Thanks for pointing that out. The state of Wisconsin authorities expressed great concern about KW also. As you very likely know, a university cannot begin the application process towards accreditation until it has atleast two years of operation under its belt. We have contacted several accrediting bodies that have given us this information. What a new university can do, however, is work with the accrediting bodies after the first year to begin to put the pieces in that when the two year mark is achieved, the application process can move forward. I thought I should point this out in case you were unfamiliar with this requirement.

    Jesse Frickenstein
  7. frickenstein

    frickenstein New Member

    A question for those interested in the topic of accreditation. There are some odd 645 universities and colleges which are not accredited. There are roughly 1000 not accredited by one of the big 6 regional accrediting bodies. A significant list can be found here:
    You'll find some of the names on the list very interesting.

    What does it mean for the whole process? Is this a real measure of quality to which we should subscribe or is it something that we all feel that a university should do because people have been led to believe that it's important and that it's an indication of quality or some level of scholarship?

    Jesse Frickenstein
  8. galanga

    galanga New Member

    The very same Robert Welch founded the candy company bearing his name, known for its filling-yanking "Sugar Daddy."

    There is a Wikipedia article about Welch, but I do not have independent confirmation of the accuracy of its information.
  9. frickenstein

    frickenstein New Member

    More on Robert Welch

    You are most certainly correct, Robert Welch was the founder of Welch's Candy Company, famous for sugar-daddy, sugar-babbies, etc.
    Here's some more about Robert Welch. I'm not certain that the Wikipedia definition is accurate:

    Robert H. W. Welch, Founder

    Robert Welch was born on December 1, 1899, in rural Chowan County, North Carolina. An uncommonly gifted youth, Robert Welch learned to read at age two with the help of his mother, who was a schoolteacher. By age four he knew his multiplication tables, and by age six was proficient in algebra. At age seven, young Robert began learning Latin and also read all nine volumes of Ridpath’s History of the World, a sweeping account of world history as admired for its depth and scope in the nineteenth century as Will and Ariel Durrant’s multi-volume world history is in our time.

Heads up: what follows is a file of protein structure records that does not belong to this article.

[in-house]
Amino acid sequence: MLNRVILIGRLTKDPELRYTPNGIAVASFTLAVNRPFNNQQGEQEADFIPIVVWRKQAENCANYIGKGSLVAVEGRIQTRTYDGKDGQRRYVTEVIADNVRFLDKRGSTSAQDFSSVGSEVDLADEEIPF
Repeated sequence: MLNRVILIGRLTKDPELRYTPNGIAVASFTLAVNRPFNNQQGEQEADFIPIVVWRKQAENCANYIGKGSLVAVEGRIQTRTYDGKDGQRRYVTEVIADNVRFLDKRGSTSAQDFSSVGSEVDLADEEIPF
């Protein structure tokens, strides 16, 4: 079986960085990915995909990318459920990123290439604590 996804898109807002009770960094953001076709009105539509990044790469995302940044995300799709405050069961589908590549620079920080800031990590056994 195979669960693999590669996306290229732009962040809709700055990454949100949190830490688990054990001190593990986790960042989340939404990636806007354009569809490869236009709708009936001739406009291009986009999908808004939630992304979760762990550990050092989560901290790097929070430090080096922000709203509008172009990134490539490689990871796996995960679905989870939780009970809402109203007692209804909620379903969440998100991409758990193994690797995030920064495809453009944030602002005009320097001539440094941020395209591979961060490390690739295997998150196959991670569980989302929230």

Robert was schooled at home by his mother until age ten, when his parents decided to enroll him in high school. Robert so astounded the local high school principal with his grasp of mathematics, Latin, English, and history that he was enrolled as a high school junior, even though he was still a ten-year old boy.

    At age twelve, Robert Welch became the youngest person ever to enroll at the University of North Carolina. While at the university, Robert Welch developed a passion for languages, and mastered both French and German sufficiently well to read literary classics in the original. He also became an accomplished chess player and displayed an exceptional aptitude for mathematics.

    Young Robert flourished, developing a lifelong passion for scholarship that informed everything he did. He became a successful businessman and world traveler, as well as a husband and father. He amassed a personal library consisting of more than five thousand volumes, most of which he had read. Robert Welch dreamed and wrote of setting up a liberal arts university, where young Americans could be educated in the same classical traditions as the Founding Fathers. Robert Welch passed away on January 6, 1985.